Gwendolyn Knight Lawrence’s first formal study of art came at Howard University, where she studied with the painter Lois Maillou Jones and with printmaker James Lesesne Wells. Knight noted that women painters were not taken very seriously at Howard at the time, however, and when her stay there was cut short by the Depression at the end of her second year, she returned to Harlem. 
In Harlem, Knight became a daily participant in the workshop of sculptor Augusta Savage, director of the Savage Studio of Arts and Crafts and later of the Harlem Community Arts Center, which was funded by the federal Works Progress Administration. In Savage, Knight found a mentor, and Savage’s studio became a second home. Savage helped her develop technical skills and a way of using the figure as a base in her compositions, incorporating structural and emotional narrative components.
Throughout the 1940s, 1950s, and 1960s, Knight became an itinerant artist of sorts, accompanying her husband, Jacob Lawerence, as he pursued new opportunities. Shortly after their 1941 wedding, the couple moved to New Orleans for a brief period while Lawrence completed work for a grant. Knight’s “time in the South had a strong impact; she loved its sultriness, which reminded her of Barbados.” The summer of 1946 was spent at Josef Albers’ experimental Black Mountain College in Asheville, North Carolina, the 1950s in New York studying dance with members of Martha Graham’s company, and, in 1964, she and Lawrence traveled to Nigeria. This last sojourn undoubtedly appealed to Knight’s curiosity regarding her African roots. Finally, in 1971, Lawrence was offered a teaching position at the University of Washington School of Art and the couple settled in Seattle. Five years later, the Seattle Art Museum hosted Knight’s first solo show. Various other exhibitions in New York, Georgia, Oregon, and Washington, DC, followed in the 1970s. At the same time, institutions such as Hampton University, the Minneapolis Institute of Arts, and the Museum of Modern Art began collecting her work.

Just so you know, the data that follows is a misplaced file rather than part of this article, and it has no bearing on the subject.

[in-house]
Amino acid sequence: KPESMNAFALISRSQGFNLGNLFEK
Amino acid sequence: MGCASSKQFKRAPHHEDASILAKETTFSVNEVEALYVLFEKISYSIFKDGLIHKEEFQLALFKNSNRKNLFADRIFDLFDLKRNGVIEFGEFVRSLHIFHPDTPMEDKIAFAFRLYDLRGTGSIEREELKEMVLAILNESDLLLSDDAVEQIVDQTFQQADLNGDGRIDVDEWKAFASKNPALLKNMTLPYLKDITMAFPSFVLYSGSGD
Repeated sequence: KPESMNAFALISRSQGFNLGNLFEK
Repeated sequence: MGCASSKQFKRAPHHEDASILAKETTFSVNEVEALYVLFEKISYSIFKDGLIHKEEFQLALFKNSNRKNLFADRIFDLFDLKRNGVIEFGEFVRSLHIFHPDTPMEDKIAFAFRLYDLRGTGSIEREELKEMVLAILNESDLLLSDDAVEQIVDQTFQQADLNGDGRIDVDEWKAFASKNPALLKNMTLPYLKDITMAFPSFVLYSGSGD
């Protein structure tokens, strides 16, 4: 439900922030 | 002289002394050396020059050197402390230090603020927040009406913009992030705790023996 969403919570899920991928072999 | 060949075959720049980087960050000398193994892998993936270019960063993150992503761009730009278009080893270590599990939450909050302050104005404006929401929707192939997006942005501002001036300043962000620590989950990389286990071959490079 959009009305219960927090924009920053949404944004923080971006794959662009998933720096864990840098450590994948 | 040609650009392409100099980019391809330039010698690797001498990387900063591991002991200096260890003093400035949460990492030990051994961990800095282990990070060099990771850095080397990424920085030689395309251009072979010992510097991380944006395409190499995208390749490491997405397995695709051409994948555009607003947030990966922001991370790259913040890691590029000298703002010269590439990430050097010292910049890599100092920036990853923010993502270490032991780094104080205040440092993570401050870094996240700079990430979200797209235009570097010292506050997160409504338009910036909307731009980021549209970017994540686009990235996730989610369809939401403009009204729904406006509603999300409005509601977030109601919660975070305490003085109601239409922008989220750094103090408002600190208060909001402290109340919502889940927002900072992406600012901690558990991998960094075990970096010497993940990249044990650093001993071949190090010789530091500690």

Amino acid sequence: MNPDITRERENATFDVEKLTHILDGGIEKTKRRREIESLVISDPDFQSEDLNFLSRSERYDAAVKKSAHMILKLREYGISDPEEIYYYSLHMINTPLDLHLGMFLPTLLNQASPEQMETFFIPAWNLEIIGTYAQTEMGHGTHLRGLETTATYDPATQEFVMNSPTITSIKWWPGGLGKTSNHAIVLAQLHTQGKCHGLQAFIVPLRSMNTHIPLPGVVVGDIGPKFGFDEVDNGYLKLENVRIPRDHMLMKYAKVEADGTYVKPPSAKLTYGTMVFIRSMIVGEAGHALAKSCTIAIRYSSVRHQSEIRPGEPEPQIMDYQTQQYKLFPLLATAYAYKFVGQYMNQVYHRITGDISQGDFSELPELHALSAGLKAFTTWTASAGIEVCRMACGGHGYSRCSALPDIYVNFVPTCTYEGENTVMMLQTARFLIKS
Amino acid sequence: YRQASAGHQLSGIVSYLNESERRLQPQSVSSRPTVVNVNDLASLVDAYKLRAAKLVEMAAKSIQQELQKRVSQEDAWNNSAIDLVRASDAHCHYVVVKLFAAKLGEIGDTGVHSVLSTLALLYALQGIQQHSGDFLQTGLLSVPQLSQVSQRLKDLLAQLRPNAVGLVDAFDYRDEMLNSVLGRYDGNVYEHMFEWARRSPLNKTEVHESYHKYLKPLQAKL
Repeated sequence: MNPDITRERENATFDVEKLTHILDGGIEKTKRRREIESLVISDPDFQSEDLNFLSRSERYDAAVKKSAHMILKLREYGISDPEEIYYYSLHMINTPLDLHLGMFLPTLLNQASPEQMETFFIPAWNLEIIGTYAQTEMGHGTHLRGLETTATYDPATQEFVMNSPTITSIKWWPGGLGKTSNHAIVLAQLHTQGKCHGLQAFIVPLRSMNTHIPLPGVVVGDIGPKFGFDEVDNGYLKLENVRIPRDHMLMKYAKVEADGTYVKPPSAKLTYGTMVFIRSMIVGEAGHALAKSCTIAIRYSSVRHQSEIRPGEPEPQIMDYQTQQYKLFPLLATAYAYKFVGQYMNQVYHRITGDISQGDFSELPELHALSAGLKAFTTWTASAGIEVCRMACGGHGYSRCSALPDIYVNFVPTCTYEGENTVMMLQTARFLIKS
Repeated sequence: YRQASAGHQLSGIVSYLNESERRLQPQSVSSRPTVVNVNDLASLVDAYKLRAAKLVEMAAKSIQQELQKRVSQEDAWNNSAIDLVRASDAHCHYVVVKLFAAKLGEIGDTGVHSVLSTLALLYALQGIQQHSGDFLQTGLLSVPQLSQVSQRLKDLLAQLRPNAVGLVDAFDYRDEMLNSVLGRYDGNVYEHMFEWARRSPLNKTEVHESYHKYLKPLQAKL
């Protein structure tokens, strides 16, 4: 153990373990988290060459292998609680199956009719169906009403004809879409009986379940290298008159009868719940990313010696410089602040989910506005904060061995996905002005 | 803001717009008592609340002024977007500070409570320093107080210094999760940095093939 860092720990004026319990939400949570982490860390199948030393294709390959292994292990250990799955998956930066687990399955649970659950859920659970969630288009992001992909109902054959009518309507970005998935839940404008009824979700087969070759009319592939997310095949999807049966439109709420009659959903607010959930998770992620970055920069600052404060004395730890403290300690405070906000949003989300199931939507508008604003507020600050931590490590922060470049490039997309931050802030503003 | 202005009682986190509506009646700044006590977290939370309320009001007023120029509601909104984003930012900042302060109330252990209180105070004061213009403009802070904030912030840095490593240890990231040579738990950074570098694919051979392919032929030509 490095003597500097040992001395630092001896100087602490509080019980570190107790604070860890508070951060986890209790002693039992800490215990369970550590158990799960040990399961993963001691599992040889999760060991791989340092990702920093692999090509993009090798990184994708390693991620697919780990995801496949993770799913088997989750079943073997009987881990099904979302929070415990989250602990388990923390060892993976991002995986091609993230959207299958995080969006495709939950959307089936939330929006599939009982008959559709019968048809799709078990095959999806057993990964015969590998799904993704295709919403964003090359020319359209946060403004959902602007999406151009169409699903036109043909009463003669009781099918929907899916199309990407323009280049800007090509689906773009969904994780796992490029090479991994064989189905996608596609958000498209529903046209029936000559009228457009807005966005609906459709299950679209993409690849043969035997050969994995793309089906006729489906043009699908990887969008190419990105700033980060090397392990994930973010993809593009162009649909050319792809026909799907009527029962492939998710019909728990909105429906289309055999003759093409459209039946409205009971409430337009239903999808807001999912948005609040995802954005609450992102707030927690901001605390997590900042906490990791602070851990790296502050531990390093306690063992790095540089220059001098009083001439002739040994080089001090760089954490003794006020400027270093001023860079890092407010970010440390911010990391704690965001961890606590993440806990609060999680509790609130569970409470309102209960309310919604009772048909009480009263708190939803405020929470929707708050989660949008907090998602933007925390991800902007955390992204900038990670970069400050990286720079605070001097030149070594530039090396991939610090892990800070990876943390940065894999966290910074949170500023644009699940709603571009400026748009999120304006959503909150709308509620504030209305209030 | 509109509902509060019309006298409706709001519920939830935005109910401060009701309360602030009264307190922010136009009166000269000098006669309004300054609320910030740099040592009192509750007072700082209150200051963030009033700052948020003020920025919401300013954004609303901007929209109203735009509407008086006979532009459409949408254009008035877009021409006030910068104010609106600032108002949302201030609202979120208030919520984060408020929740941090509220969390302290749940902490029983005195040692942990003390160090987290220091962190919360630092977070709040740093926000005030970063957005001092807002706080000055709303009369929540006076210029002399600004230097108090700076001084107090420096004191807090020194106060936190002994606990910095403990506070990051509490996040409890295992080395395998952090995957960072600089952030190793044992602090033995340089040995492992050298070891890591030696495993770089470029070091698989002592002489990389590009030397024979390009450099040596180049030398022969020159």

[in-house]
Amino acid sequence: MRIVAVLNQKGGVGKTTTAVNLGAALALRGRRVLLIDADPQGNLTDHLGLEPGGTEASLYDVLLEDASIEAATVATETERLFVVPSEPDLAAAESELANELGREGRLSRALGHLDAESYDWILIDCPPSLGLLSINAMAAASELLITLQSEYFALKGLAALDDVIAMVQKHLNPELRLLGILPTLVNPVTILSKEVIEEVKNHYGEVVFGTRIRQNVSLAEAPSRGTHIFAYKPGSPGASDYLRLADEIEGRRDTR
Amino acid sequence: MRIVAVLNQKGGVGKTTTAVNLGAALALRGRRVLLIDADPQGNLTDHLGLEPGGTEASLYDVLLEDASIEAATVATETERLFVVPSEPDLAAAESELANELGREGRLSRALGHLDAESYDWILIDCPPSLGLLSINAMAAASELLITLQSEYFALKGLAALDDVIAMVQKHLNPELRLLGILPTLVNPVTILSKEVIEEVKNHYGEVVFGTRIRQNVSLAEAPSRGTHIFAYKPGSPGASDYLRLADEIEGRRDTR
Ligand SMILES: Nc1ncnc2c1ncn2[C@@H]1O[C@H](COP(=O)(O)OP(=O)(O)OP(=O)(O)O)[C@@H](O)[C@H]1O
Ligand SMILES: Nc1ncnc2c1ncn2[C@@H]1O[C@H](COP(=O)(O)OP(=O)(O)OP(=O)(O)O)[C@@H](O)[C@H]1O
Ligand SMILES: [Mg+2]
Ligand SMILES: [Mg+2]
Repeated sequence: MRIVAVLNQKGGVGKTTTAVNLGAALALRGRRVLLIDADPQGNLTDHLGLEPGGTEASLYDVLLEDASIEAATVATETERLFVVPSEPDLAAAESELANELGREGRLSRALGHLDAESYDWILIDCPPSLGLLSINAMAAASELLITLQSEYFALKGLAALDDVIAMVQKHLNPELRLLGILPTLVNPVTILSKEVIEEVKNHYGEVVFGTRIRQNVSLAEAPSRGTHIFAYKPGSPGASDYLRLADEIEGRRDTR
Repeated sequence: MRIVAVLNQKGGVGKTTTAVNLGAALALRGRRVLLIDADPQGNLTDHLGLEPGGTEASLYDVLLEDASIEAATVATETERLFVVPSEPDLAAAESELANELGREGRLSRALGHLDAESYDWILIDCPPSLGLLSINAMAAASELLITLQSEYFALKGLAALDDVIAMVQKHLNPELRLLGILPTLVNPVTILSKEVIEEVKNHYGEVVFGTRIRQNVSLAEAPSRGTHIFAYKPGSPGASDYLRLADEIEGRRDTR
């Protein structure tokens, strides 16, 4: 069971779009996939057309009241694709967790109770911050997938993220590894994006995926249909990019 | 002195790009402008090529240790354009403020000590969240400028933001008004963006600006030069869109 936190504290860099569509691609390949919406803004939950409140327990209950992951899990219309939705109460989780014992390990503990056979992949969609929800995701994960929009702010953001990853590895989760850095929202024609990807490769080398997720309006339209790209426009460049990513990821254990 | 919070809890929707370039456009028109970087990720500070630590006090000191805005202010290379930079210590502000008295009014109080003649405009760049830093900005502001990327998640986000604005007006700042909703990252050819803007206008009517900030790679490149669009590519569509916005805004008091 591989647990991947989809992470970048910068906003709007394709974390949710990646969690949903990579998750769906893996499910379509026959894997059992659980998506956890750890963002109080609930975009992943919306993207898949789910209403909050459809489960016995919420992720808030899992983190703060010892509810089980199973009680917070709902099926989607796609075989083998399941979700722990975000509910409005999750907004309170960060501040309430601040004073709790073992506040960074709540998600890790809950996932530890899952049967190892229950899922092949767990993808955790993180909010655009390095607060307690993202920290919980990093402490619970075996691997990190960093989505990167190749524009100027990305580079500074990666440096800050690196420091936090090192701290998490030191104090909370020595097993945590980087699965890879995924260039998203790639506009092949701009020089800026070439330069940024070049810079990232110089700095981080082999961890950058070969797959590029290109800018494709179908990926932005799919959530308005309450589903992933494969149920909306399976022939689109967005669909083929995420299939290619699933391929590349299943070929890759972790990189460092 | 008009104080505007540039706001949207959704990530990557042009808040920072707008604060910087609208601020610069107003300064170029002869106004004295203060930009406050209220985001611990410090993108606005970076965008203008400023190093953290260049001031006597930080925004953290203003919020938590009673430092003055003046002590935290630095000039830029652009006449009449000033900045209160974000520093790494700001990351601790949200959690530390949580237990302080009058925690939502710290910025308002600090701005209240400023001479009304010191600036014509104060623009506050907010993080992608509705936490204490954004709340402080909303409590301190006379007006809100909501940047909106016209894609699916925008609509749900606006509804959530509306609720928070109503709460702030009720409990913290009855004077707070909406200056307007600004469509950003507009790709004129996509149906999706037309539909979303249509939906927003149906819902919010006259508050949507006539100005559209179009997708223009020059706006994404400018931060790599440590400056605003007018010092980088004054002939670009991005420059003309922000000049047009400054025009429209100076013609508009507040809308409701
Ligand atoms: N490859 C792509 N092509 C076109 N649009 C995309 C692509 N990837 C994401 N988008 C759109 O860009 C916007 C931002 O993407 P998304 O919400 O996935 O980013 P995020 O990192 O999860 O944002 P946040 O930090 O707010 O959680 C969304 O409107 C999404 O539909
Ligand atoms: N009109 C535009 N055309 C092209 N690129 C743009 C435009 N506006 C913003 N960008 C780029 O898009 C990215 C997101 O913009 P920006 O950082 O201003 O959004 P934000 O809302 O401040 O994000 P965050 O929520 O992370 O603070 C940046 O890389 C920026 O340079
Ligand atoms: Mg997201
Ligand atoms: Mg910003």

Knight continued working until 2001, turning in her late work to a series of lyrical monoprints that captured her interest in improvisation and movement. In 2003, a retrospective of her work appeared at the Tacoma Art Museum and at DC Moore Gallery in New York City, which represents both Knight and Lawrence. The exhibition was the occasion for the monograph Never Late for Heaven: The Art of Gwen Knight, by Sheryl Conkleton and Barbara Earl Thomas. The book was published by the University of Washington Press in association with the Tacoma Art Museum.
Gwen Knight Lawrence died in Seattle on February 18, 2005, at the age of 92.
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